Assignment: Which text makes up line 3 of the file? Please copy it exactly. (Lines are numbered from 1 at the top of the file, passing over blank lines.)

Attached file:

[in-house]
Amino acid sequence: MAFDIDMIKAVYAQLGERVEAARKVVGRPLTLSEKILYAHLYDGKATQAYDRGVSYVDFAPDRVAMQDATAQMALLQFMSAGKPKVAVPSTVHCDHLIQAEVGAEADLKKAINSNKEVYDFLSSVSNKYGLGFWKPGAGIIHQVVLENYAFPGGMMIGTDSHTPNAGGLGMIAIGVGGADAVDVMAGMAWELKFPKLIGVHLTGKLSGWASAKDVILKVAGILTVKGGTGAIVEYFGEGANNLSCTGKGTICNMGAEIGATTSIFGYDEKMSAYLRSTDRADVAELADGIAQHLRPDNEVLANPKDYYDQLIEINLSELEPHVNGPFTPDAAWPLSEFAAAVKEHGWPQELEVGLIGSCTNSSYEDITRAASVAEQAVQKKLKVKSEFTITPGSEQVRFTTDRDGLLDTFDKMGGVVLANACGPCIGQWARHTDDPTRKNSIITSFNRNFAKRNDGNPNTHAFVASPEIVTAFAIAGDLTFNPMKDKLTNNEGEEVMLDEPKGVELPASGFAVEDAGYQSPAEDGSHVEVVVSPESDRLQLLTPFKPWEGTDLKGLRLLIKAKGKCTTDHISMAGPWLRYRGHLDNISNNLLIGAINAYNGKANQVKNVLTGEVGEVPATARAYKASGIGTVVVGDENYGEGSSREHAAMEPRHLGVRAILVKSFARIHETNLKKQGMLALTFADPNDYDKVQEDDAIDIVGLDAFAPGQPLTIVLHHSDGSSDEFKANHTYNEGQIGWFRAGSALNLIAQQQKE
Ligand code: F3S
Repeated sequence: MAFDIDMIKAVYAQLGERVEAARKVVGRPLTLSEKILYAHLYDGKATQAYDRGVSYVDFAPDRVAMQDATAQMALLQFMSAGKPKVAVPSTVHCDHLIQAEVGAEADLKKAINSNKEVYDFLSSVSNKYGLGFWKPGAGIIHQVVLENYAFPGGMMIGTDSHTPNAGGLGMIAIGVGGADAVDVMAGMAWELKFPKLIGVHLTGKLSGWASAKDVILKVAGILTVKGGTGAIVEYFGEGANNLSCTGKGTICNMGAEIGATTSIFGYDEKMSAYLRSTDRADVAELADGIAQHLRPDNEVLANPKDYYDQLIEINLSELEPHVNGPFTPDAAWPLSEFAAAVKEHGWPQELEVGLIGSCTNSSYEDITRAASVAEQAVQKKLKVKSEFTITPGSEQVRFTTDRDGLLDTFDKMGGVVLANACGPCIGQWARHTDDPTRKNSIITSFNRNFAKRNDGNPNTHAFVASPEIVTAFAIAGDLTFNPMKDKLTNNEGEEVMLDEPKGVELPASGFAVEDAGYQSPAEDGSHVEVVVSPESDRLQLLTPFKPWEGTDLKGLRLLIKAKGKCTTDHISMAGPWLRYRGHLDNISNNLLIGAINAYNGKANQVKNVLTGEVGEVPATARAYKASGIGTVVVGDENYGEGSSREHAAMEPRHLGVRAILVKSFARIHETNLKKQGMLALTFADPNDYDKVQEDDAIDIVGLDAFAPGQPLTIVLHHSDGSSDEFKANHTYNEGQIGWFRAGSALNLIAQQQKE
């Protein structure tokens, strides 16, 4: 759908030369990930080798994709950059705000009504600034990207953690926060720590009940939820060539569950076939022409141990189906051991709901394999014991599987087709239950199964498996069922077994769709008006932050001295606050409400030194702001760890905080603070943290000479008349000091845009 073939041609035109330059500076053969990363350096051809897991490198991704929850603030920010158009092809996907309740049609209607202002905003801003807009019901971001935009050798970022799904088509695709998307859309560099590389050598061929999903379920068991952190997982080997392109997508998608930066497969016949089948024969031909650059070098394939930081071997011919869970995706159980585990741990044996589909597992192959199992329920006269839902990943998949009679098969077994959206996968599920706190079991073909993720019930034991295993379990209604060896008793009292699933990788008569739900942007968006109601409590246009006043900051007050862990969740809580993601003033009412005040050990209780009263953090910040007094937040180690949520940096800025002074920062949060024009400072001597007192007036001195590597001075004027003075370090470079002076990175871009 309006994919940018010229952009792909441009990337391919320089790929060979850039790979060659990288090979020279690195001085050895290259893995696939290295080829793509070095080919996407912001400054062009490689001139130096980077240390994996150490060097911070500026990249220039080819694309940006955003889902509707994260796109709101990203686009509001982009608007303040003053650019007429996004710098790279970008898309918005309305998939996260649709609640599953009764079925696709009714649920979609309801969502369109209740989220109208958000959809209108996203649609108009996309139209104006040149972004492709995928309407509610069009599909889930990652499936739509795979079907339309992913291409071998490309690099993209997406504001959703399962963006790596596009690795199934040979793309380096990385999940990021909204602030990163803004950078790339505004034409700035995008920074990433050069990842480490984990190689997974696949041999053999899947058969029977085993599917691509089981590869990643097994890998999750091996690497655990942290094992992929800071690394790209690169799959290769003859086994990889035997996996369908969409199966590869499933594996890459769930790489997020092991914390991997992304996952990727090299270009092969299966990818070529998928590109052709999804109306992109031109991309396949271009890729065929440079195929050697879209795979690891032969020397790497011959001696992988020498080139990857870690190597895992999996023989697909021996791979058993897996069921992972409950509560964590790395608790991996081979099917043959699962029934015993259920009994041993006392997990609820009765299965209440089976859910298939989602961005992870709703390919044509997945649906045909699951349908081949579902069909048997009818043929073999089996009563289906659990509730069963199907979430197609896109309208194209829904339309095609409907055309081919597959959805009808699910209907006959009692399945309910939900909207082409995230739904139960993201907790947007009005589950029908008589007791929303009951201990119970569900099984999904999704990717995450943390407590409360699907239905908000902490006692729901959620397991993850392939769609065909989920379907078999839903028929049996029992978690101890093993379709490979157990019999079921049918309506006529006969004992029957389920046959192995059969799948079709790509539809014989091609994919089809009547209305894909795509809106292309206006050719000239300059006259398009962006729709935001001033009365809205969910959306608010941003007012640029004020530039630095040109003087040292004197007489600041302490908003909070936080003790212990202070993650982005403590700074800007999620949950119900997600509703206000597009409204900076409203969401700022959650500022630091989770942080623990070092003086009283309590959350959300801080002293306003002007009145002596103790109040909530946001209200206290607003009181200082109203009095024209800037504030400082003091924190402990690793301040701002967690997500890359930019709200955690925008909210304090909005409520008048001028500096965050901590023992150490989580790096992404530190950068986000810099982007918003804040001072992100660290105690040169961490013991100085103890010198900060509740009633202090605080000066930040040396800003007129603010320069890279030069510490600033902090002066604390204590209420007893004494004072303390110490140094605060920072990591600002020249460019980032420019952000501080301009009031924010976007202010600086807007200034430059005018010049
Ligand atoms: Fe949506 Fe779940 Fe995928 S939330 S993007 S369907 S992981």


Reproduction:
Ligand code: F3S